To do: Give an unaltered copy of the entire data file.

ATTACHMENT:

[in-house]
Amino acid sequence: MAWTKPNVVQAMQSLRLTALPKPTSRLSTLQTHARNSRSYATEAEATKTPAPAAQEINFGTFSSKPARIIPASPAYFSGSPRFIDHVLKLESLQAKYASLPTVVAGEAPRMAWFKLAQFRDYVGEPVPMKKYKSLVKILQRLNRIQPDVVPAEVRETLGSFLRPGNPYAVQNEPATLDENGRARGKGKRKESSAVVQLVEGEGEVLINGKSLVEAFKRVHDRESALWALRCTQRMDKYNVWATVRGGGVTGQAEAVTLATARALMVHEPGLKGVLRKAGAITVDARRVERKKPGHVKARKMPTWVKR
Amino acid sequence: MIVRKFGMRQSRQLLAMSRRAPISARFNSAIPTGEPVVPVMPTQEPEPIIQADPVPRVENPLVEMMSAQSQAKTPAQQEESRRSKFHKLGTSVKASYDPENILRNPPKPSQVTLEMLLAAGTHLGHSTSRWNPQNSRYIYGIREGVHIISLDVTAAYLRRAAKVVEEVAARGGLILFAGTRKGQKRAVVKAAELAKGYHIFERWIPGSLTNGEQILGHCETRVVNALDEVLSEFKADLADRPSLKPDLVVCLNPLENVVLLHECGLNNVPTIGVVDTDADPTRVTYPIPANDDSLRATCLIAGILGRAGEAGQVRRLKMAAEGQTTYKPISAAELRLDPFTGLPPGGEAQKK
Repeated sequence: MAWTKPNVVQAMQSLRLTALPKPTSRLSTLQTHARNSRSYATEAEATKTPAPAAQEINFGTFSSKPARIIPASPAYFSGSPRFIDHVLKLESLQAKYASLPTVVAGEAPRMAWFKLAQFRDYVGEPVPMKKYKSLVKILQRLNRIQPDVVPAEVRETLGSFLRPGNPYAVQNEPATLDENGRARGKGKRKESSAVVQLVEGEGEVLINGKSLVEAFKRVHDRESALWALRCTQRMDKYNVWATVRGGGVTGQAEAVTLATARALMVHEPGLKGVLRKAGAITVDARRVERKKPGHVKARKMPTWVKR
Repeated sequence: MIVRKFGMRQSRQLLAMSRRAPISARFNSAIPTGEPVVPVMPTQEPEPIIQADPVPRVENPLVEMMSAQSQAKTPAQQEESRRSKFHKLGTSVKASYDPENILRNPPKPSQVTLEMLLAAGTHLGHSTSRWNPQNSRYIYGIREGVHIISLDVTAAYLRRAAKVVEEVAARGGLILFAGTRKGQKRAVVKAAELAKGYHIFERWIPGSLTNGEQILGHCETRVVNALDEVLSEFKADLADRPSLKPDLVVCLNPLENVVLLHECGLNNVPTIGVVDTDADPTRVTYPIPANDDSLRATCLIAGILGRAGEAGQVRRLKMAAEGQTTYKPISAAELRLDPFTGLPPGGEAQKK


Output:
[in-house]
Amino acid sequence: MAWTKPNVVQAMQSLRLTALPKPTSRLSTLQTHARNSRSYATEAEATKTPAPAAQEINFGTFSSKPARIIPASPAYFSGSPRFIDHVLKLESLQAKYASLPTVVAGEAPRMAWFKLAQFRDYVGEPVPMKKYKSLVKILQRLNRIQPDVVPAEVRETLGSFLRPGNPYAVQNEPATLDENGRARGKGKRKESSAVVQLVEGEGEVLINGKSLVEAFKRVHDRESALWALRCTQRMDKYNVWATVRGGGVTGQAEAVTLATARALMVHEPGLKGVLRKAGAITVDARRVERKKPGHVKARKMPTWVKR
Amino acid sequence: MIVRKFGMRQSRQLLAMSRRAPISARFNSAIPTGEPVVPVMPTQEPEPIIQADPVPRVENPLVEMMSAQSQAKTPAQQEESRRSKFHKLGTSVKASYDPENILRNPPKPSQVTLEMLLAAGTHLGHSTSRWNPQNSRYIYGIREGVHIISLDVTAAYLRRAAKVVEEVAARGGLILFAGTRKGQKRAVVKAAELAKGYHIFERWIPGSLTNGEQILGHCETRVVNALDEVLSEFKADLADRPSLKPDLVVCLNPLENVVLLHECGLNNVPTIGVVDTDADPTRVTYPIPANDDSLRATCLIAGILGRAGEAGQVRRLKMAAEGQTTYKPISAAELRLDPFTGLPPGGEAQKK
Repeated sequence: MAWTKPNVVQAMQSLRLTALPKPTSRLSTLQTHARNSRSYATEAEATKTPAPAAQEINFGTFSSKPARIIPASPAYFSGSPRFIDHVLKLESLQAKYASLPTVVAGEAPRMAWFKLAQFRDYVGEPVPMKKYKSLVKILQRLNRIQPDVVPAEVRETLGSFLRPGNPYAVQNEPATLDENGRARGKGKRKESSAVVQLVEGEGEVLINGKSLVEAFKRVHDRESALWALRCTQRMDKYNVWATVRGGGVTGQAEAVTLATARALMVHEPGLKGVLRKAGAITVDARRVERKKPGHVKARKMPTWVKR
Repeated sequence: MIVRKFGMRQSRQLLAMSRRAPISARFNSAIPTGEPVVPVMPTQEPEPIIQADPVPRVENPLVEMMSAQSQAKTPAQQEESRRSKFHKLGTSVKASYDPENILRNPPKPSQVTLEMLLAAGTHLGHSTSRWNPQNSRYIYGIREGVHIISLDVTAAYLRRAAKVVEEVAARGGLILFAGTRKGQKRAVVKAAELAKGYHIFERWIPGSLTNGEQILGHCETRVVNALDEVLSEFKADLADRPSLKPDLVVCLNPLENVVLLHECGLNNVPTIGVVDTDADPTRVTYPIPANDDSLRATCLIAGILGRAGEAGQVRRLKMAAEGQTTYKPISAAELRLDPFTGLPPGGEAQKK